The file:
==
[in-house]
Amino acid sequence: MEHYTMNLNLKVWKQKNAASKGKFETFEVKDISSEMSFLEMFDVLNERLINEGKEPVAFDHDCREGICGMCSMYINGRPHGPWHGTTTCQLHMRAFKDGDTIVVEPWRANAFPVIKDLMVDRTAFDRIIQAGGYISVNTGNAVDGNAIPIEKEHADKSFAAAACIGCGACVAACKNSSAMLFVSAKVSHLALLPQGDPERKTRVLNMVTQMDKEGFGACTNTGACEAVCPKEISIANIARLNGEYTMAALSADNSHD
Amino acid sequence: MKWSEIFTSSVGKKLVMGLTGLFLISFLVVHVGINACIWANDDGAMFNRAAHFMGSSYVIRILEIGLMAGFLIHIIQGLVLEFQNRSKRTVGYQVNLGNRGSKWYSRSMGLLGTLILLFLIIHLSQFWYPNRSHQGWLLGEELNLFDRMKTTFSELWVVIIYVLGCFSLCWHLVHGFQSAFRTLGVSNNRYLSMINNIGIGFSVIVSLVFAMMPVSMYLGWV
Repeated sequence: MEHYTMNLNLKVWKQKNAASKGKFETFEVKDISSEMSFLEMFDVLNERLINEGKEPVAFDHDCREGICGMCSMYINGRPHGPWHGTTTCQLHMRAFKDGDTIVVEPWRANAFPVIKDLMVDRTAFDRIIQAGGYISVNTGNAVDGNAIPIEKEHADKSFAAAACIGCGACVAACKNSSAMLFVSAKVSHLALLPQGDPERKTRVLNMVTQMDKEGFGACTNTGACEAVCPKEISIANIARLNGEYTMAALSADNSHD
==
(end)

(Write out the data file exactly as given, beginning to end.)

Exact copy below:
[in-house]
Amino acid sequence: MEHYTMNLNLKVWKQKNAASKGKFETFEVKDISSEMSFLEMFDVLNERLINEGKEPVAFDHDCREGICGMCSMYINGRPHGPWHGTTTCQLHMRAFKDGDTIVVEPWRANAFPVIKDLMVDRTAFDRIIQAGGYISVNTGNAVDGNAIPIEKEHADKSFAAAACIGCGACVAACKNSSAMLFVSAKVSHLALLPQGDPERKTRVLNMVTQMDKEGFGACTNTGACEAVCPKEISIANIARLNGEYTMAALSADNSHD
Amino acid sequence: MKWSEIFTSSVGKKLVMGLTGLFLISFLVVHVGINACIWANDDGAMFNRAAHFMGSSYVIRILEIGLMAGFLIHIIQGLVLEFQNRSKRTVGYQVNLGNRGSKWYSRSMGLLGTLILLFLIIHLSQFWYPNRSHQGWLLGEELNLFDRMKTTFSELWVVIIYVLGCFSLCWHLVHGFQSAFRTLGVSNNRYLSMINNIGIGFSVIVSLVFAMMPVSMYLGWV
Repeated sequence: MEHYTMNLNLKVWKQKNAASKGKFETFEVKDISSEMSFLEMFDVLNERLINEGKEPVAFDHDCREGICGMCSMYINGRPHGPWHGTTTCQLHMRAFKDGDTIVVEPWRANAFPVIKDLMVDRTAFDRIIQAGGYISVNTGNAVDGNAIPIEKEHADKSFAAAACIGCGACVAACKNSSAMLFVSAKVSHLALLPQGDPERKTRVLNMVTQMDKEGFGACTNTGACEAVCPKEISIANIARLNGEYTMAALSADNSHD